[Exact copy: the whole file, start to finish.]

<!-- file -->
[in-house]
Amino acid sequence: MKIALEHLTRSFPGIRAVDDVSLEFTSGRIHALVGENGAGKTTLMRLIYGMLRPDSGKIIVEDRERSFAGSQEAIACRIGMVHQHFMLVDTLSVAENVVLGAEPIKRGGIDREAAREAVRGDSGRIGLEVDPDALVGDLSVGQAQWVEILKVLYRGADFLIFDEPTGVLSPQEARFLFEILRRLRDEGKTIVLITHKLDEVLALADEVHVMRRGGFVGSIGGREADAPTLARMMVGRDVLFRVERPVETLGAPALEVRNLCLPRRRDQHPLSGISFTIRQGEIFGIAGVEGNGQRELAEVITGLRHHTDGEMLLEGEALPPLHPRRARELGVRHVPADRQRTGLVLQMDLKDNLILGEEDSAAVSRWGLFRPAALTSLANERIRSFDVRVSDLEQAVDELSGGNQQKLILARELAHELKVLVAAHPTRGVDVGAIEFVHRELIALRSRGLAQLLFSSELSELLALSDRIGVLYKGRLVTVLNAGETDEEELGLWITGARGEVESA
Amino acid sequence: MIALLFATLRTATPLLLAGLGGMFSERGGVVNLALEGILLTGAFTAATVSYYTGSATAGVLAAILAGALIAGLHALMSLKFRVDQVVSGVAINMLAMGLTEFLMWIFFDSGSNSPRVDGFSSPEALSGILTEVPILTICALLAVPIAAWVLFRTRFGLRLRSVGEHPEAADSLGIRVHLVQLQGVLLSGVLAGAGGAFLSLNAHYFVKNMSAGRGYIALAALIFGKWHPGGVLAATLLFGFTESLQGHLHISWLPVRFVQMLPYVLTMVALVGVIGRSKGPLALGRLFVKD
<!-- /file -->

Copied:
[in-house]
Amino acid sequence: MKIALEHLTRSFPGIRAVDDVSLEFTSGRIHALVGENGAGKTTLMRLIYGMLRPDSGKIIVEDRERSFAGSQEAIACRIGMVHQHFMLVDTLSVAENVVLGAEPIKRGGIDREAAREAVRGDSGRIGLEVDPDALVGDLSVGQAQWVEILKVLYRGADFLIFDEPTGVLSPQEARFLFEILRRLRDEGKTIVLITHKLDEVLALADEVHVMRRGGFVGSIGGREADAPTLARMMVGRDVLFRVERPVETLGAPALEVRNLCLPRRRDQHPLSGISFTIRQGEIFGIAGVEGNGQRELAEVITGLRHHTDGEMLLEGEALPPLHPRRARELGVRHVPADRQRTGLVLQMDLKDNLILGEEDSAAVSRWGLFRPAALTSLANERIRSFDVRVSDLEQAVDELSGGNQQKLILARELAHELKVLVAAHPTRGVDVGAIEFVHRELIALRSRGLAQLLFSSELSELLALSDRIGVLYKGRLVTVLNAGETDEEELGLWITGARGEVESA
Amino acid sequence: MIALLFATLRTATPLLLAGLGGMFSERGGVVNLALEGILLTGAFTAATVSYYTGSATAGVLAAILAGALIAGLHALMSLKFRVDQVVSGVAINMLAMGLTEFLMWIFFDSGSNSPRVDGFSSPEALSGILTEVPILTICALLAVPIAAWVLFRTRFGLRLRSVGEHPEAADSLGIRVHLVQLQGVLLSGVLAGAGGAFLSLNAHYFVKNMSAGRGYIALAALIFGKWHPGGVLAATLLFGFTESLQGHLHISWLPVRFVQMLPYVLTMVALVGVIGRSKGPLALGRLFVKD